August 21, 2009 | Commentary on Latin America, Democracy and Human Rights

Authoritarian Arms

President Hugo Chavez recently announced that Venezuela will purchase dozens of Russian tanks and other arms, signaling growing military ties between the two countries -- and trouble ahead in the hemisphere.

The deal comes amid tensions with Colombia as Mr. Chavez continues to support the narco-terrorism of the Revolutionary Armed Forces of Colombia (FARC) and as he campaigns against the United States using Colombian facilities for anti-drug efforts in the Andes.

The announcement of pending Russian armor purchases follows revelations that the Colombian army recovered Swedish-made anti-tank weapons, sold to the Venezuelan army, in FARC weapons stocks. The Swedish government has confirmed the original sale to Venezuela. Because of the allegation, Mr. Chavez recalled his ambassador and is "freezing relations" with Colombia.

As senior leader and paymaster of anti-Americanism in South America, Mr. Chavez also wants to derail U.S. negotiations with Colombia that would grant American troops and aircraft access to seven Colombian military bases. Mr. Chavez denounces the U.S. effort as a "strategic threat," even though the number of U.S. personnel will not increase and the anti-drug surveillance aircraft will be moved from Ecuador to Colombia. The reason: Mr. Chavez's ally, Rafael Correa of Ecuador, voided the lease. Mr. Chavez's ire with the United States has increased following his failure to restore a deposed ally - former President Manuel Zelaya in Honduras.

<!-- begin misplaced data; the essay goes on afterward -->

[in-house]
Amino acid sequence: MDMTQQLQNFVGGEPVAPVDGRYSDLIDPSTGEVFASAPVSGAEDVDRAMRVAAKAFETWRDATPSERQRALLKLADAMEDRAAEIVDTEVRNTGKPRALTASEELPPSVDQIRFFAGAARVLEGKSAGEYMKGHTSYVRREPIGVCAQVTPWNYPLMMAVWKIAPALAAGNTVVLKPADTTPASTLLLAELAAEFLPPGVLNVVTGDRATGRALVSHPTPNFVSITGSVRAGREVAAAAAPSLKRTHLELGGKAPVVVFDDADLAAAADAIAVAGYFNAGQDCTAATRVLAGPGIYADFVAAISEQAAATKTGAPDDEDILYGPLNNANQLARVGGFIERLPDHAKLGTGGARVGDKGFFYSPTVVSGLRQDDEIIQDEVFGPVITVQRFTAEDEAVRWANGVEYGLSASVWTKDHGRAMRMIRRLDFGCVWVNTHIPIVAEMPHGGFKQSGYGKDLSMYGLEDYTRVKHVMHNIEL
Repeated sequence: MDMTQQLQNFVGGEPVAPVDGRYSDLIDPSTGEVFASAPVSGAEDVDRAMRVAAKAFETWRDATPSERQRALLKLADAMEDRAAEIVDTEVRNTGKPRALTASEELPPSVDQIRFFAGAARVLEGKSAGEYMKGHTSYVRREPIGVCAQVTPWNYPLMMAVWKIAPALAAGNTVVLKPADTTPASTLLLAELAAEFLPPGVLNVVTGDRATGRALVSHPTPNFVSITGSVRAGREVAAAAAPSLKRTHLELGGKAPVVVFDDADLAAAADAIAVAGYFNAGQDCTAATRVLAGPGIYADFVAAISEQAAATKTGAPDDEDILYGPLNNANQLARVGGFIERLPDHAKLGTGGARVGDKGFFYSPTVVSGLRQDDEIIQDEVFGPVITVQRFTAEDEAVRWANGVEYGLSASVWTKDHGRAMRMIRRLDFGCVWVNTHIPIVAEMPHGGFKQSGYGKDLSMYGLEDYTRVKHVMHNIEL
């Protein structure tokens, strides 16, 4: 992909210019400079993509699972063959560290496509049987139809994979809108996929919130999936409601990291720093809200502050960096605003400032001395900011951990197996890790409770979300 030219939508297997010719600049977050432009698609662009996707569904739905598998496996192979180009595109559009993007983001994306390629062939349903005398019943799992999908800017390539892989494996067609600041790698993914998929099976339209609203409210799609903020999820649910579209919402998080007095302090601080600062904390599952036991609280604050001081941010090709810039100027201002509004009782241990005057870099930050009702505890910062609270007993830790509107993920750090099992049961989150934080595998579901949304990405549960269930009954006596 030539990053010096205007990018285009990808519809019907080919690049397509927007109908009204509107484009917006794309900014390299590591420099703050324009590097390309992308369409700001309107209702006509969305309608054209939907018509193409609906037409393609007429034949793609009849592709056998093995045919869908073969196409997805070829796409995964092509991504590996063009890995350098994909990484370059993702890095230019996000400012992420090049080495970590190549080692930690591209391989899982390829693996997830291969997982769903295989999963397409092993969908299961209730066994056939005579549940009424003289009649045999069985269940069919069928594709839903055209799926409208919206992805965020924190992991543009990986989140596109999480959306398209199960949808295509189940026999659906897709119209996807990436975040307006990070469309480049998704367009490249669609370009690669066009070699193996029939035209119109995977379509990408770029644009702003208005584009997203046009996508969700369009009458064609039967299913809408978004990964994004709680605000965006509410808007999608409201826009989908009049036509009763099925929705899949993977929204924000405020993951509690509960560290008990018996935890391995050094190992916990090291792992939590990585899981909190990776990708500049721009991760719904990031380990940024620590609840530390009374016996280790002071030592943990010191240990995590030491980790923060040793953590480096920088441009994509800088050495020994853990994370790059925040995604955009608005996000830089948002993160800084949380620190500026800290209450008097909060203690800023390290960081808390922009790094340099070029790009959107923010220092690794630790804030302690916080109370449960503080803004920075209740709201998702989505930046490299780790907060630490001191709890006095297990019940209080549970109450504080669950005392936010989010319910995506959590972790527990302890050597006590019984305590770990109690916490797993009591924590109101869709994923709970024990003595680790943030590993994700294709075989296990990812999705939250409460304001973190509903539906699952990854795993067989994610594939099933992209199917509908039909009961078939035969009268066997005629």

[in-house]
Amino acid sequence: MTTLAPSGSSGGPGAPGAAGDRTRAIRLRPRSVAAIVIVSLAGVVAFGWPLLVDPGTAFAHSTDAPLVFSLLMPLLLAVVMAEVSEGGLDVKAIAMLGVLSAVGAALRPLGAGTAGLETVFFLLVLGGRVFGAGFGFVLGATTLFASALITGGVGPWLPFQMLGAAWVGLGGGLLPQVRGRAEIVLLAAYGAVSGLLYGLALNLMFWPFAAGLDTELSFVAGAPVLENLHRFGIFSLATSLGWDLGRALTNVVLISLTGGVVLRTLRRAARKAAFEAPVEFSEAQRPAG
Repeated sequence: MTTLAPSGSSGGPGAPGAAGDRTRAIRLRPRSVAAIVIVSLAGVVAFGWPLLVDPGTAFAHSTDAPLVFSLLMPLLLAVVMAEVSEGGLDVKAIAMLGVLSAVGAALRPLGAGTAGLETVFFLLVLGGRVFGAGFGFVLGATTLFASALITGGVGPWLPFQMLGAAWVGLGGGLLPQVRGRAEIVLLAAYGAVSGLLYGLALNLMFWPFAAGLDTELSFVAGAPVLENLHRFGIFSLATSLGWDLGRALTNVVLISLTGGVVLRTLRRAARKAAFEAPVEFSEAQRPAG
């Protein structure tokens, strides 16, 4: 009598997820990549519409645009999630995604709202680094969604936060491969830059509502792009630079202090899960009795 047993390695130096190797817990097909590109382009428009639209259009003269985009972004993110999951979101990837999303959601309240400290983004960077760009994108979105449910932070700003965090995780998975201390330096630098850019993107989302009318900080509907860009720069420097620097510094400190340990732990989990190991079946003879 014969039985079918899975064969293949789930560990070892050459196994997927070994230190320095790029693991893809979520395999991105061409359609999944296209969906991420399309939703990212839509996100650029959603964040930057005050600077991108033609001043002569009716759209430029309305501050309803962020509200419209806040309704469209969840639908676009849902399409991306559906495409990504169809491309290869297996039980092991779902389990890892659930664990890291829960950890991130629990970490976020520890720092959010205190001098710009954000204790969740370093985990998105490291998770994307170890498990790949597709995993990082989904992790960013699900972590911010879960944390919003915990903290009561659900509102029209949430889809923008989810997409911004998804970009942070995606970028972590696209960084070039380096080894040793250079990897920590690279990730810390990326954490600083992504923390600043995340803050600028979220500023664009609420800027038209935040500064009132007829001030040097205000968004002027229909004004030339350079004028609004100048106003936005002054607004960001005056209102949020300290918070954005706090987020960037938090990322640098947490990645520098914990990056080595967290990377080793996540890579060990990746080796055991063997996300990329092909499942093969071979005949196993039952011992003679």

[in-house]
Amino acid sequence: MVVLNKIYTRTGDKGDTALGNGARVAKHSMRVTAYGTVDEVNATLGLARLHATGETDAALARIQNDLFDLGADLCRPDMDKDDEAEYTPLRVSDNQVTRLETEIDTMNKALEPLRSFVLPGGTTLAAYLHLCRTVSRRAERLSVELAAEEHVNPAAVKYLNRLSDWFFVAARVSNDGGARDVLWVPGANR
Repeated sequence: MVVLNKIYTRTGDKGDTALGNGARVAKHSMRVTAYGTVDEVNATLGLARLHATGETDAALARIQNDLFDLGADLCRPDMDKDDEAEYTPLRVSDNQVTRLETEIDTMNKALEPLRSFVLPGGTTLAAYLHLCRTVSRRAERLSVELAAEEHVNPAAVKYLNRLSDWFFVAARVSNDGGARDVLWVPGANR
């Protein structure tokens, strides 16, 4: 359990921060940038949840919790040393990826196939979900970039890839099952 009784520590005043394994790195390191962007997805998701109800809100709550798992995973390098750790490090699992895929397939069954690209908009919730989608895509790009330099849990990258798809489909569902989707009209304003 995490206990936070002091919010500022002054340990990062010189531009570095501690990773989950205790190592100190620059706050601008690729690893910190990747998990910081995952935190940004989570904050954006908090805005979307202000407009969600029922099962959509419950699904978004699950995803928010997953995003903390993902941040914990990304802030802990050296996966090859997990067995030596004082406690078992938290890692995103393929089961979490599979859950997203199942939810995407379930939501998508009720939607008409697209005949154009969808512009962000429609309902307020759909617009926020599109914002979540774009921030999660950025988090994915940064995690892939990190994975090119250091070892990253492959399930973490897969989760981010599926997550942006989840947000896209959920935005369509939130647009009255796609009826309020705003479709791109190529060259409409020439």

The framework for the arms deal was partially laid during Russian deputy premier and energy czar Igor Sechin's visit to Caracas in July. During Mr. Sechin's trip, a number of wide-ranging cooperation accords covering energy, military and agricultural cooperation were signed. Mr. Sechin's trip was intended to prepare the ground for Mr. Chavez's upcoming visit to Moscow.

Mr. Sechin, the head of the siloviki (men of power), has emerged as Russia's point man on global energy geopolitics. He graduated from Leningrad State University (Vladimir Putin's alma mater) in 1984 as a linguist in Portuguese and French. In the 1980s, Mr. Sechin worked in Mozambique and in Angola, officially as an interpreter, but according to numerous intelligence sources, he was a Glavnoye Razvedyvatel'noye Upravleniye (GRU) officer there.

Geopolitical information service Stratfor claims that Mr. Sechin was "the USSR's point man for weapons smuggling to much of Latin America and the Middle East." He reportedly served with well-known international arms dealer Viktor Bout in Mozambique in the 1980s.

Russia uses arms sales to gain friends and influence governments. Weapons are a key component of the Kremlin's relationship with Venezuela. This deal builds on previous arms sales worth $4.4 billion signed between 2005 and 2007, which included advanced Sukhoi fighter jets, combat helicopters, and 100,000 Kalashnikov rifles, plus a whole factory to produce more.